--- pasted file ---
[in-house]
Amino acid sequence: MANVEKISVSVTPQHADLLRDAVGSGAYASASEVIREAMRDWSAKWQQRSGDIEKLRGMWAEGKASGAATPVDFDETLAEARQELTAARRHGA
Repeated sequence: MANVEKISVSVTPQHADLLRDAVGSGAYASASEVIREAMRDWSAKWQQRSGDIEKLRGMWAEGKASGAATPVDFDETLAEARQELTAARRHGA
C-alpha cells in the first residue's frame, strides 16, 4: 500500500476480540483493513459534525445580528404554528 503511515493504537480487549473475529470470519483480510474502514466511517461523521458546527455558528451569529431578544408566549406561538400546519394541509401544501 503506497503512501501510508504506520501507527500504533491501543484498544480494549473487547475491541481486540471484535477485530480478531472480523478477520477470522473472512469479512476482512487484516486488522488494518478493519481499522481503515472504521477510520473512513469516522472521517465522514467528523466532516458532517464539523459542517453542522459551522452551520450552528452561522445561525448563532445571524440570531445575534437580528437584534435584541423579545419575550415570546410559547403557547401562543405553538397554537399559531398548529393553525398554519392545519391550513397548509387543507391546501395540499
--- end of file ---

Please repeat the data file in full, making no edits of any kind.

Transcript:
[in-house]
Amino acid sequence: MANVEKISVSVTPQHADLLRDAVGSGAYASASEVIREAMRDWSAKWQQRSGDIEKLRGMWAEGKASGAATPVDFDETLAEARQELTAARRHGA
Repeated sequence: MANVEKISVSVTPQHADLLRDAVGSGAYASASEVIREAMRDWSAKWQQRSGDIEKLRGMWAEGKASGAATPVDFDETLAEARQELTAARRHGA
C-alpha cells in the first residue's frame, strides 16, 4: 500500500476480540483493513459534525445580528404554528 503511515493504537480487549473475529470470519483480510474502514466511517461523521458546527455558528451569529431578544408566549406561538400546519394541509401544501 503506497503512501501510508504506520501507527500504533491501543484498544480494549473487547475491541481486540471484535477485530480478531472480523478477520477470522473472512469479512476482512487484516486488522488494518478493519481499522481503515472504521477510520473512513469516522472521517465522514467528523466532516458532517464539523459542517453542522459551522452551520450552528452561522445561525448563532445571524440570531445575534437580528437584534435584541423579545419575550415570546410559547403557547401562543405553538397554537399559531398548529393553525398554519392545519391550513397548509387543507391546501395540499